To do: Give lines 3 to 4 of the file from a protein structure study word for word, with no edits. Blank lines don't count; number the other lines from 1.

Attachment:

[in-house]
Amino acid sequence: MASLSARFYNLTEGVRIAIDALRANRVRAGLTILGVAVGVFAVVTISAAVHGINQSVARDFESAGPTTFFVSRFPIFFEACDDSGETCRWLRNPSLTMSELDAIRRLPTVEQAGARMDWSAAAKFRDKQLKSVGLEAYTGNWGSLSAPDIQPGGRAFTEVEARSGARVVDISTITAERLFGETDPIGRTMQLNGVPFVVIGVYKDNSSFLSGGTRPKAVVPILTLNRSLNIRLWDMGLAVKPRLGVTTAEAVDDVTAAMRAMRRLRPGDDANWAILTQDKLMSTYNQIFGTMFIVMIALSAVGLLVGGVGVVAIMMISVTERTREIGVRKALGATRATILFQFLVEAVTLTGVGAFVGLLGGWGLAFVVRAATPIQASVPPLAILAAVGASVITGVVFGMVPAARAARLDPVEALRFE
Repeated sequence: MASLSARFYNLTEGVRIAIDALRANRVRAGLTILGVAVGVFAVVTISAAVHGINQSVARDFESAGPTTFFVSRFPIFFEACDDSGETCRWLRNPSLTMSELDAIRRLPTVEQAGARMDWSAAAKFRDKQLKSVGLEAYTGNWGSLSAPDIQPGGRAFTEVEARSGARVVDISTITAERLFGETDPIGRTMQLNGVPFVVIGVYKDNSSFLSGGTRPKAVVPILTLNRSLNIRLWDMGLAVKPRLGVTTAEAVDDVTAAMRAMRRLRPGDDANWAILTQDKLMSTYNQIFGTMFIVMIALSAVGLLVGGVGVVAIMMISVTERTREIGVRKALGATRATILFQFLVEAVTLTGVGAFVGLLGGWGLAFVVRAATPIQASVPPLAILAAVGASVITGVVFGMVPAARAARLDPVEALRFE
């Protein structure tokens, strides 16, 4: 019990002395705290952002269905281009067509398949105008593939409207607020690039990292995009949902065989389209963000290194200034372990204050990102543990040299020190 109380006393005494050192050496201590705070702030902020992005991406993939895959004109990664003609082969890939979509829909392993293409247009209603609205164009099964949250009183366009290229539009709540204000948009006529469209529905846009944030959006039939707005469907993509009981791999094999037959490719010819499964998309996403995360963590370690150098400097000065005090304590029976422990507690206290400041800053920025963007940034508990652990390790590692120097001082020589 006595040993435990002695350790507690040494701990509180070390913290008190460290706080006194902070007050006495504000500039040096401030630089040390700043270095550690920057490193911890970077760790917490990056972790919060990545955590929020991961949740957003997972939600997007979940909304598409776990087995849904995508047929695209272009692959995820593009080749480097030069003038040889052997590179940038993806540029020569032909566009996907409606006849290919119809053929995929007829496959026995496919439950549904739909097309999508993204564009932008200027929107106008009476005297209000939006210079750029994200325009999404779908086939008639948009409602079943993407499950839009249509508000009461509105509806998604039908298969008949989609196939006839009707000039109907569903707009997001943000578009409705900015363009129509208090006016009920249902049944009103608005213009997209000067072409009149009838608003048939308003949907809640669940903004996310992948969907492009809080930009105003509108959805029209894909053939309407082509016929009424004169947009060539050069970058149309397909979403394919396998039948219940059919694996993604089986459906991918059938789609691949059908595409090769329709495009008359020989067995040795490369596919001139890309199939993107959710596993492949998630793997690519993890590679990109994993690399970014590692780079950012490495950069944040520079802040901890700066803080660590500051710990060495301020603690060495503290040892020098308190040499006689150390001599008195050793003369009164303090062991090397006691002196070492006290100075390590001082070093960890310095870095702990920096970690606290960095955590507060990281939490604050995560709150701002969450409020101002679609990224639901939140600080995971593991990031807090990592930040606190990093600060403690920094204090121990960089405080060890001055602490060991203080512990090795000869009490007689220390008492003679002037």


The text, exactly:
Repeated sequence: MASLSARFYNLTEGVRIAIDALRANRVRAGLTILGVAVGVFAVVTISAAVHGINQSVARDFESAGPTTFFVSRFPIFFEACDDSGETCRWLRNPSLTMSELDAIRRLPTVEQAGARMDWSAAAKFRDKQLKSVGLEAYTGNWGSLSAPDIQPGGRAFTEVEARSGARVVDISTITAERLFGETDPIGRTMQLNGVPFVVIGVYKDNSSFLSGGTRPKAVVPILTLNRSLNIRLWDMGLAVKPRLGVTTAEAVDDVTAAMRAMRRLRPGDDANWAILTQDKLMSTYNQIFGTMFIVMIALSAVGLLVGGVGVVAIMMISVTERTREIGVRKALGATRATILFQFLVEAVTLTGVGAFVGLLGGWGLAFVVRAATPIQASVPPLAILAAVGASVITGVVFGMVPAARAARLDPVEALRFE
């Protein structure tokens, strides 16, 4: 019990002395705290952002269905281009067509398949105008593939409207607020690039990292995009949902065989389209963000290194200034372990204050990102543990040299020190 109380006393005494050192050496201590705070702030902020992005991406993939895959004109990664003609082969890939979509829909392993293409247009209603609205164009099964949250009183366009290229539009709540204000948009006529469209529905846009944030959006039939707005469907993509009981791999094999037959490719010819499964998309996403995360963590370690150098400097000065005090304590029976422990507690206290400041800053920025963007940034508990652990390790590692120097001082020589 006595040993435990002695350790507690040494701990509180070390913290008190460290706080006194902070007050006495504000500039040096401030630089040390700043270095550690920057490193911890970077760790917490990056972790919060990545955590929020991961949740957003997972939600997007979940909304598409776990087995849904995508047929695209272009692959995820593009080749480097030069003038040889052997590179940038993806540029020569032909566009996907409606006849290919119809053929995929007829496959026995496919439950549904739909097309999508993204564009932008200027929107106008009476005297209000939006210079750029994200325009999404779908086939008639948009409602079943993407499950839009249509508000009461509105509806998604039908298969008949989609196939006839009707000039109907569903707009997001943000578009409705900015363009129509208090006016009920249902049944009103608005213009997209000067072409009149009838608003048939308003949907809640669940903004996310992948969907492009809080930009105003509108959805029209894909053939309407082509016929009424004169947009060539050069970058149309397909979403394919396998039948219940059919694996993604089986459906991918059938789609691949059908595409090769329709495009008359020989067995040795490369596919001139890309199939993107959710596993492949998630793997690519993890590679990109994993690399970014590692780079950012490495950069944040520079802040901890700066803080660590500051710990060495301020603690060495503290040892020098308190040499006689150390001599008195050793003369009164303090062991090397006691002196070492006290100075390590001082070093960890310095870095702990920096970690606290960095955590507060990281939490604050995560709150701002969450409020101002679609990224639901939140600080995971593991990031807090990592930040606190990093600060403690920094204090121990960089405080060890001055602490060991203080512990090795000869009490007689220390008492003679002037």